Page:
In the Old West, Wichita was the destination of cattlemen as they drove their herds up through Texas and Oklahoma on the Chisholm Trail to waiting railroad cars. It’s a place that grew a nasty reputation for conflict and violence, as it made names like Wyatt Earp and Bat Masterson famous. The muddy thoroughfares have been paved over and the horses replaced by pickup trucks, but this city of 400,000+ is the battleground for another type of conflict – the so-called culture wars. Unlike what other areas of Kansas may experience, the opposing forces in this battle are pretty evenly matched here.
The aircraft industry that sprung up in the early part of the 20th century has brought an unusually large number of wealthy and/or educated individuals from all over the world. I suspect that the numerous local universities like Wichita State and the University of Kansas School of Medicine-Wichita have also had a positive contribution to the seeding of intelligent, reasonable people in the area over the decades. A recent study reported that Wichita’s kids have a very high rate of college graduation compared to similar cities.
But it’s still Kansas, and the homegrown bigotry, hatred, and ignorance that have made the state famous for the past several years are in full force in Wichita. Like other cities, they are well mobilized by the national and regional “Christian”-based forces that have become prominent,
I’ve lived in Wichita for almost six years now, moving here from Boston. My hometown is Pittsburgh, Pennsylvania, and I’m the proud product of an inner-city public education. I grew up next to some of the worst projects and neighborhoods a major U.S. city has to offer. How I ended up in the field of astronomy education is a stroke of luck I’ll have to tell on another day.
To make things even stranger, my wife and I bought a farm 50 miles outside of town (right on the old Chisholm Trail no less) not long after I got here. Nothing but wheat fields as far as the eye can see. So now I live in rural Kansas – which might as well be in a different solar system compared to “the big city” where I work and spend a lot of time. When some people from this area head into Wichita, they make sure their windows are rolled up, and have that crowbar under the seat handy. Adorable!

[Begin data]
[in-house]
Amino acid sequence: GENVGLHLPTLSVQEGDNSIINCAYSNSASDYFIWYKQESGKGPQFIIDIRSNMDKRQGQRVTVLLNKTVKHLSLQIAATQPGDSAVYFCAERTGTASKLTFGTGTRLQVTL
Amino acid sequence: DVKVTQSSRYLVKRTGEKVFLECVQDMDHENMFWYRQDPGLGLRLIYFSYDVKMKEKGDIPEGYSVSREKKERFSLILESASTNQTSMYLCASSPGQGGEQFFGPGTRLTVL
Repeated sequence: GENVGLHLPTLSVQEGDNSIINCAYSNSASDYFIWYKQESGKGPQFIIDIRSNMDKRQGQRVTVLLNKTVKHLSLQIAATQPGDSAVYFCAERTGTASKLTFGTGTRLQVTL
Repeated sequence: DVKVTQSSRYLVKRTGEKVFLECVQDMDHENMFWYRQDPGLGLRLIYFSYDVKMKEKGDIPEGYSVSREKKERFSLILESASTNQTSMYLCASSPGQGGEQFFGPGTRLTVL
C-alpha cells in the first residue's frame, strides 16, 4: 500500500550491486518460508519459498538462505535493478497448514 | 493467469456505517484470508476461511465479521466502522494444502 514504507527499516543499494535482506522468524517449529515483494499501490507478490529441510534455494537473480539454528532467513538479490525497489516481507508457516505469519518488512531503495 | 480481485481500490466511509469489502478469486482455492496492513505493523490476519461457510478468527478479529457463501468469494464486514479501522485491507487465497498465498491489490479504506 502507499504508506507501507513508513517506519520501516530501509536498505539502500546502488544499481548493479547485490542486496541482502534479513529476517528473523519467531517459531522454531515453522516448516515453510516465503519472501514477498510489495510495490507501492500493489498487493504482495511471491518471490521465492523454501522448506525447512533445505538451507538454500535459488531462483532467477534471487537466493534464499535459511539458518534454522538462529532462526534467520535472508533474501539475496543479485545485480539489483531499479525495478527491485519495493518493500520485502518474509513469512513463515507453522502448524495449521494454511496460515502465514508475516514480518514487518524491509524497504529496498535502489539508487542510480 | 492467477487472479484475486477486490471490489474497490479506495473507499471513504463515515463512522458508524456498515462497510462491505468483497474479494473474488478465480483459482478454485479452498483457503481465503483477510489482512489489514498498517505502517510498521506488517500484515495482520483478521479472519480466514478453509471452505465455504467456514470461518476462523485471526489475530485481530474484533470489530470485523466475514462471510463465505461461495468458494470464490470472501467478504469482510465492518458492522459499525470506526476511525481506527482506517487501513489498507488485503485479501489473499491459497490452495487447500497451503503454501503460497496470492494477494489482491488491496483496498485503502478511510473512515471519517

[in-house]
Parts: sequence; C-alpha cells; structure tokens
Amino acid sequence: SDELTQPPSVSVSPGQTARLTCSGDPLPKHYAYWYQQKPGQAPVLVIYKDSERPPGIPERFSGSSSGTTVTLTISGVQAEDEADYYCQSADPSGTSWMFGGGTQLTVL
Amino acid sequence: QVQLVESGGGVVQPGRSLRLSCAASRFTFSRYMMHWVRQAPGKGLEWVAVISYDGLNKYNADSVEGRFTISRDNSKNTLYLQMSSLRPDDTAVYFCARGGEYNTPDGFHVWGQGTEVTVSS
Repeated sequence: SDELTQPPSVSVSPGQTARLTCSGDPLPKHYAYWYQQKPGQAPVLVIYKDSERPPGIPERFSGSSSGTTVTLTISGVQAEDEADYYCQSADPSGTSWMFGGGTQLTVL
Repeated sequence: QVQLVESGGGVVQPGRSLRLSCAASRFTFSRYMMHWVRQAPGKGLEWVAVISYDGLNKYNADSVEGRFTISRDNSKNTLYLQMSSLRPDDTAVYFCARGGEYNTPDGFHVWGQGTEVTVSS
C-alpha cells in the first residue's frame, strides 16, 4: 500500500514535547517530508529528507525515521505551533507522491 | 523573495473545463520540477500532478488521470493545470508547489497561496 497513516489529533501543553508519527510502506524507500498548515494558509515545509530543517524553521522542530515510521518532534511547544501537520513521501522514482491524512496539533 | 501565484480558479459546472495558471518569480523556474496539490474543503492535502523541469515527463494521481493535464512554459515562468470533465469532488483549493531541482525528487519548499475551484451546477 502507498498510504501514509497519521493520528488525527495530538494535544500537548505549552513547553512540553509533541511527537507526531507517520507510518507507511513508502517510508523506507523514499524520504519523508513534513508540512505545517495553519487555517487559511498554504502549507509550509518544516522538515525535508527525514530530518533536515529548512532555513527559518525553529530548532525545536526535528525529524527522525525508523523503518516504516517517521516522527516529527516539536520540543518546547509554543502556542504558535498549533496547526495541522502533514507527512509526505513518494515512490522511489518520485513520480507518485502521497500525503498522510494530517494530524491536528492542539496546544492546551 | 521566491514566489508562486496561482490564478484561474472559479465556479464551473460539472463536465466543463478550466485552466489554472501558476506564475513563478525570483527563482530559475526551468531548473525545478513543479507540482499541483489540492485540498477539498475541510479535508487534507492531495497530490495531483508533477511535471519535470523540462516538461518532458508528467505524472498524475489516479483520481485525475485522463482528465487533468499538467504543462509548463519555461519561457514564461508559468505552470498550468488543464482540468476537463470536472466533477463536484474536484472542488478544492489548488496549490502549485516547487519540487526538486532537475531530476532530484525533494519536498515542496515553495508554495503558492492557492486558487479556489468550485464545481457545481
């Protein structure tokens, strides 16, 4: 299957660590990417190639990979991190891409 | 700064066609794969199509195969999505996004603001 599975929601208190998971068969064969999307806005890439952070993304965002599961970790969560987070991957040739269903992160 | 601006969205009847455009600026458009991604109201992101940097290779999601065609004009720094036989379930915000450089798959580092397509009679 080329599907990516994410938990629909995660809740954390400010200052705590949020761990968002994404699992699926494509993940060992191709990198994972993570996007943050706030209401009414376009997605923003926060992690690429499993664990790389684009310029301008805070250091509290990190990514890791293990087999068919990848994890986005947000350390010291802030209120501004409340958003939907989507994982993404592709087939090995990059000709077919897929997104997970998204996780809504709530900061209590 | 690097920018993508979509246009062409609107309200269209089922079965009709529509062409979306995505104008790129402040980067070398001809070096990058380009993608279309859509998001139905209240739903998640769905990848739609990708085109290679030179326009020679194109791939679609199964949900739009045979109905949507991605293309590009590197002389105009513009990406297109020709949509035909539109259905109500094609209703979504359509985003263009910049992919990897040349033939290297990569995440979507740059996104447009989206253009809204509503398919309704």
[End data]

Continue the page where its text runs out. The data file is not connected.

If there’s a larger discharge of cultural potential energy in one’s life, I can’t imagine it.
I don’t mean that in a negative way entirely by any means. Most people in Kansas are hardworking, levelheaded, and the friendliest people you’re likely to meet on the planet. I don’t know where I’d be without the support of my neighbors (by neighbors, I mean anyone living in a 3 mile radius – which is only a few people!) I quickly had to readjust my city habits of avoiding eye contact while walking down the street, and ignoring the checker at the supermarket. Yes, there is a place in America where people still care about each other, and who reach out to meet and help others. It’s Kansas.
That’s why it makes me so angry to see these good people being led down the path of stupidity and hate that make all the national headlines: amending the state’s constitution to ban gay marriage, taking science out of the classroom and replacing it with religious-based garbage, and preaching intolerance, hate and fear over the airwaves and in church every Sunday. It doesn’t help that most of these good folk have no idea how their actions are being ridiculed around the world. Kansans are better than that – they shouldn’t be made to play the fool.
In my future posts, I aim to fight this. Not just by whining and complaining about it here, but by taking positive action. Getting people involved is the only way to help turn the tide. Get Kansans involved in science – if they actually understand what it is by getting involved and excited by it, they’ll be less likely to throw it out of the classroom. Let them personally get to know gays and lesbians who are the patriotic Americans living next door. Talk is cheap. Engage their hearts and minds from a positive direction.
I’m an optimist living in an air bubble on the Kansas pancake. Next week: A lay of the land.
P.S. Props to Josh for letting me have the keys once in awhile. He’s really made his blog something special.